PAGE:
A Burnaby strata that tried to charge an owner $14,000 in move-in fees and fines for using her UniverCity townhouse as an Airbnb has lost a case in front of the B.C. Civil Resolution Tribunal.
When the strata at The Hub – a townhouse complex at 9009 Cornerstone Mews on Burnaby Mountain – found out Jeannie Frost was using her unit as a short-term rental, it slapped her strata account with 56 $200 move-in fees and 56 $50 bylaw contravention fines for a total of $14,000, according to a tribunal ruling last week.
The strata claimed Frost was responsible for a move-in fee for each of the 56 “tenancies” it had identified between 2016 and 2020 based on Airbnb reviews, as well as possible $50 fines for not filling out the proper paperwork each time.
Frost, who has owned her townhouse since 2009 and rented it out to long-term and short-term tenants, didn’t deny she rented the place out to at least 56 short-term occupants between 2016 and 2020, but she argued she hadn’t violated the bylaws and shouldn’t be required to pay the move-in fees.
She took the strata to the tribunal, asking for an order for the fees and fines to be cancelled.
Under rules in place between September 2015 to April 2021, a move-in at The Hub was defined as “the initial movement of a new occupant’s household goods and personal effects into the building and subsequent removal of same.”
Tribunal member Micah Carmody could there was no evidence Frost’s short-term occupants brought anything with them other than their hand-carried luggage.
“That is, the occupants did not bring any household goods, which I find means furniture, small appliances, cookware, bedding and the like,” Carmody said in his Dec. 9 ruling.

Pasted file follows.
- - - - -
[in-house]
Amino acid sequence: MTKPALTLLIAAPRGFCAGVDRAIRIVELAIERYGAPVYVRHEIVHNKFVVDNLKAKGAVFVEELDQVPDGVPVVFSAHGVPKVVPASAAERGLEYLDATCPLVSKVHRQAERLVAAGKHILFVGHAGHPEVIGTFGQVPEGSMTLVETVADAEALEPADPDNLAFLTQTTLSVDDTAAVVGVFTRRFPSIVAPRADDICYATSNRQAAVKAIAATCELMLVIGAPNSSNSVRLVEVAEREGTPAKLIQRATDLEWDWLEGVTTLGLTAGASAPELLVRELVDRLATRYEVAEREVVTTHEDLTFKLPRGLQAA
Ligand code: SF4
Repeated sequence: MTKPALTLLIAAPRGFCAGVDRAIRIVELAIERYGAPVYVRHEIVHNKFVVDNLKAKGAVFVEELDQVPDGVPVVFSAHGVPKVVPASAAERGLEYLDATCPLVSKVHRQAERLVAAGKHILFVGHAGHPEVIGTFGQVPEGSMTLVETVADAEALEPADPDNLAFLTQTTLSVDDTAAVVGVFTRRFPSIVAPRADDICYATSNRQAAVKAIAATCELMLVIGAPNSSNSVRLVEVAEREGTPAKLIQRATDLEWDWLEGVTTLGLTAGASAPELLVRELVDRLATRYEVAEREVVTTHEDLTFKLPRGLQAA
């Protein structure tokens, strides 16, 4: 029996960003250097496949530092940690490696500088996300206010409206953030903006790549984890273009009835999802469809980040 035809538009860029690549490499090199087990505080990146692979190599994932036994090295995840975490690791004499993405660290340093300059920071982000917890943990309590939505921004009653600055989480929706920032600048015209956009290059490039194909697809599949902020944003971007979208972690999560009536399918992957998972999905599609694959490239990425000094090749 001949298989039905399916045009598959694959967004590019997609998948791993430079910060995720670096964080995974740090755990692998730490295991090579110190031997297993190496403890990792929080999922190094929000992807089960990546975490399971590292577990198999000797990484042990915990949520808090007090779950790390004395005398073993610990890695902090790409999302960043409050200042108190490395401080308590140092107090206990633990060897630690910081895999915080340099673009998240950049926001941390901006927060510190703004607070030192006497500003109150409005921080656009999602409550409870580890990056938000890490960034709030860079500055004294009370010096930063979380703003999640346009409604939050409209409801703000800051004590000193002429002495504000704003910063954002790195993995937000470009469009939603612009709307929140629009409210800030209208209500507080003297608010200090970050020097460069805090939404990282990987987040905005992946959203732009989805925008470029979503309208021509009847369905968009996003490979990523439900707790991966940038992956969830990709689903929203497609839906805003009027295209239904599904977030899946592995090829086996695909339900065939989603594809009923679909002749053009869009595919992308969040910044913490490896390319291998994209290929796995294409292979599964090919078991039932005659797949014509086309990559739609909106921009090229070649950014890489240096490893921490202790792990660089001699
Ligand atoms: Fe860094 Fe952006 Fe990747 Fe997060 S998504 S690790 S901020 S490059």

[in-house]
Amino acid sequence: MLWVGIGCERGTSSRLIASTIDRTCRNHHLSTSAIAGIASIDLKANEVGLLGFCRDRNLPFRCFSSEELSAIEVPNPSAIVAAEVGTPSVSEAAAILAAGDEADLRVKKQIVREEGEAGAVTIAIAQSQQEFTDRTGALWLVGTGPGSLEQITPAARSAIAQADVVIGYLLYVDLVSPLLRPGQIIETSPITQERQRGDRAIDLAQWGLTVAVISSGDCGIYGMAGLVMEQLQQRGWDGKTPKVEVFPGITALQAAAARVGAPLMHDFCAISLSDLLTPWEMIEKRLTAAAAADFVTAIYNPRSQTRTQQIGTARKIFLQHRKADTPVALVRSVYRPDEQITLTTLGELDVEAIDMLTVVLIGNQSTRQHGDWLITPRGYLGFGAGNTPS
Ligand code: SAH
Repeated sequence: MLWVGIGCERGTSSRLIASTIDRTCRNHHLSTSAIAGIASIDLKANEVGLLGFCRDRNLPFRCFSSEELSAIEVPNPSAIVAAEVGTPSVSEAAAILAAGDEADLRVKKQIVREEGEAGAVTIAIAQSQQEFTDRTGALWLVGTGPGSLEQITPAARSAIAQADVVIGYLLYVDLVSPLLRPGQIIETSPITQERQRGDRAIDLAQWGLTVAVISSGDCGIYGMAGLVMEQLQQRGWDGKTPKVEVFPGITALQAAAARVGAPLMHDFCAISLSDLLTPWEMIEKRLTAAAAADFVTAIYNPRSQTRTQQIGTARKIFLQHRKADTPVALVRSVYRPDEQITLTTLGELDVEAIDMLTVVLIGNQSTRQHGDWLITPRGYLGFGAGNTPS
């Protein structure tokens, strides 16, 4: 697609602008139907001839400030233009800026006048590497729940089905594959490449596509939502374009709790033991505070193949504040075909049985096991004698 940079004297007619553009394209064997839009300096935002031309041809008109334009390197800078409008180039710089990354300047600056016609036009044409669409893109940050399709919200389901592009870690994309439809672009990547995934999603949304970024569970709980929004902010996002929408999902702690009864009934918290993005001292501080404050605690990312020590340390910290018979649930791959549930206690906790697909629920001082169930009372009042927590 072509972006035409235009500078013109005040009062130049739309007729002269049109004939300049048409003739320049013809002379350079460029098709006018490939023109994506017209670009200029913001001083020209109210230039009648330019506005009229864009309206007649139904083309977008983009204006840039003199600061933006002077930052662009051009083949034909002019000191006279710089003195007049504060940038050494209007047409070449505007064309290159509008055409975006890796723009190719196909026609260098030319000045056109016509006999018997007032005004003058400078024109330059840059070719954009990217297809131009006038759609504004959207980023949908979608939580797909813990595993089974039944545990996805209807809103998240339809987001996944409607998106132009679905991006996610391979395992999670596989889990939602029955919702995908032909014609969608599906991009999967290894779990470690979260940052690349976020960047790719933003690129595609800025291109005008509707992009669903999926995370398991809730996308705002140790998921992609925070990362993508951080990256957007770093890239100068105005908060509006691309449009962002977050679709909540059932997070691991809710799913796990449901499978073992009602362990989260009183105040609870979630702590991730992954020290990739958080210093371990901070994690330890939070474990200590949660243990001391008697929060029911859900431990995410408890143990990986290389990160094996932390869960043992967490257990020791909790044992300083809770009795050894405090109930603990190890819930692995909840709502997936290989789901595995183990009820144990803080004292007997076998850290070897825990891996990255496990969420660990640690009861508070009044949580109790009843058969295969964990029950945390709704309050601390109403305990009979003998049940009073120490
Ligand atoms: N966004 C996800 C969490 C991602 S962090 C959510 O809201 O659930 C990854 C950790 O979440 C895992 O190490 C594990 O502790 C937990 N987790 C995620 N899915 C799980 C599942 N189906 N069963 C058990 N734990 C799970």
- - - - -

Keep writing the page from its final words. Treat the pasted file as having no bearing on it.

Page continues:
On that basis, he ordered the strata to cancel any move-in fees imposed for rentals up to April 2021.
Under the new rules, Carmody found the short-term renters did technically “move in” but ruled the $200 fine was not reasonable.
He ruled the strata hadn’t provided sufficient proof for its various arguments for the fines: that moving luggage results in wear and tear on common property, allowing strangers into the building unsupervised could result in common property damage and imposing fees creates accountability.
“Overall, I find there is almost no evidence that the strata’s $200 fee is reasonable,” Carmody said.
Because Frost’s short-term rental involved licensing agreements and didn’t create tenancies, Carmody also found Frost wasn’t required to fill out the paperwork the strata had fined her for.
In the end, Carmody ordered the strata to cancel all move-in fees and bylaw fines from Frost’s account and to reimburse her tribunal fees.